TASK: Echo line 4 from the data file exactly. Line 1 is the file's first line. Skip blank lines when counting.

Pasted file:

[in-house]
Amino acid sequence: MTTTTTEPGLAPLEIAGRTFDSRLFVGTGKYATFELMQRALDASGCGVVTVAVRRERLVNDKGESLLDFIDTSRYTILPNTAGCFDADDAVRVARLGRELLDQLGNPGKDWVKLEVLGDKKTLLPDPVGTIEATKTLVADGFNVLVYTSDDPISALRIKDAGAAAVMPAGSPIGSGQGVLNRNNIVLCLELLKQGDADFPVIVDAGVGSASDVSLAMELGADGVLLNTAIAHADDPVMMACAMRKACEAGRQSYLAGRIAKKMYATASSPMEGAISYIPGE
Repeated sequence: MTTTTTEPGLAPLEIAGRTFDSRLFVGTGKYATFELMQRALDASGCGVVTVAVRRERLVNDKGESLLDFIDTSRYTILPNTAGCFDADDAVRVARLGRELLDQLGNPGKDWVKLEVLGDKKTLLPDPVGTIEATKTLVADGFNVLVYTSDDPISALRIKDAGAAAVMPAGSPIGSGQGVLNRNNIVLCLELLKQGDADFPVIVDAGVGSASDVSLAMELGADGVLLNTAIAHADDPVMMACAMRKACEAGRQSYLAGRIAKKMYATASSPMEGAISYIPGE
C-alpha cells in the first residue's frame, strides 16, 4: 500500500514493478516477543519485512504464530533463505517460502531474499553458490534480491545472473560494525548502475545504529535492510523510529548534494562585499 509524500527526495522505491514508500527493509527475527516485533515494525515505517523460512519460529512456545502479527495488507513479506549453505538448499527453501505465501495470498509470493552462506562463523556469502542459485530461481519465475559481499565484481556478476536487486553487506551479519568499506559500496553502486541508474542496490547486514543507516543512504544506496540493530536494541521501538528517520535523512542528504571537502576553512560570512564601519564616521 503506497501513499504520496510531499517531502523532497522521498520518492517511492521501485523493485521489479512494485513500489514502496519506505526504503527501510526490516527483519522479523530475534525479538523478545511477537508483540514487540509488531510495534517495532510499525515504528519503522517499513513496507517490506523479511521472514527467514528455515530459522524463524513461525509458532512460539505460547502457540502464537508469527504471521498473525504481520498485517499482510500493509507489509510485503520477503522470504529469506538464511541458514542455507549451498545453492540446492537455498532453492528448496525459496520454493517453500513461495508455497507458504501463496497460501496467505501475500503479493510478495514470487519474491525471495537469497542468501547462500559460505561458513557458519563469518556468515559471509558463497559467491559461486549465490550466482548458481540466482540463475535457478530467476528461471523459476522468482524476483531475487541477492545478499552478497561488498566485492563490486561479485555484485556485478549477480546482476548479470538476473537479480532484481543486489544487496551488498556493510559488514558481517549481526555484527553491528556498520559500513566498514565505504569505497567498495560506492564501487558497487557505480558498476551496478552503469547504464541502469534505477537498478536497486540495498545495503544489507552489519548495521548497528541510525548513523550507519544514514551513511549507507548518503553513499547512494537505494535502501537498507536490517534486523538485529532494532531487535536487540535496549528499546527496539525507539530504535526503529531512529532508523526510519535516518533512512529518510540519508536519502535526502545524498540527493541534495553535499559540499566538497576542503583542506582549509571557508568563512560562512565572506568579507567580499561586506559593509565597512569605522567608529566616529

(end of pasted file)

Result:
C-alpha cells in the first residue's frame, strides 16, 4: 500500500514493478516477543519485512504464530533463505517460502531474499553458490534480491545472473560494525548502475545504529535492510523510529548534494562585499 509524500527526495522505491514508500527493509527475527516485533515494525515505517523460512519460529512456545502479527495488507513479506549453505538448499527453501505465501495470498509470493552462506562463523556469502542459485530461481519465475559481499565484481556478476536487486553487506551479519568499506559500496553502486541508474542496490547486514543507516543512504544506496540493530536494541521501538528517520535523512542528504571537502576553512560570512564601519564616521 503506497501513499504520496510531499517531502523532497522521498520518492517511492521501485523493485521489479512494485513500489514502496519506505526504503527501510526490516527483519522479523530475534525479538523478545511477537508483540514487540509488531510495534517495532510499525515504528519503522517499513513496507517490506523479511521472514527467514528455515530459522524463524513461525509458532512460539505460547502457540502464537508469527504471521498473525504481520498485517499482510500493509507489509510485503520477503522470504529469506538464511541458514542455507549451498545453492540446492537455498532453492528448496525459496520454493517453500513461495508455497507458504501463496497460501496467505501475500503479493510478495514470487519474491525471495537469497542468501547462500559460505561458513557458519563469518556468515559471509558463497559467491559461486549465490550466482548458481540466482540463475535457478530467476528461471523459476522468482524476483531475487541477492545478499552478497561488498566485492563490486561479485555484485556485478549477480546482476548479470538476473537479480532484481543486489544487496551488498556493510559488514558481517549481526555484527553491528556498520559500513566498514565505504569505497567498495560506492564501487558497487557505480558498476551496478552503469547504464541502469534505477537498478536497486540495498545495503544489507552489519548495521548497528541510525548513523550507519544514514551513511549507507548518503553513499547512494537505494535502501537498507536490517534486523538485529532494532531487535536487540535496549528499546527496539525507539530504535526503529531512529532508523526510519535516518533512512529518510540519508536519502535526502545524498540527493541534495553535499559540499566538497576542503583542506582549509571557508568563512560562512565572506568579507567580499561586506559593509565597512569605522567608529566616529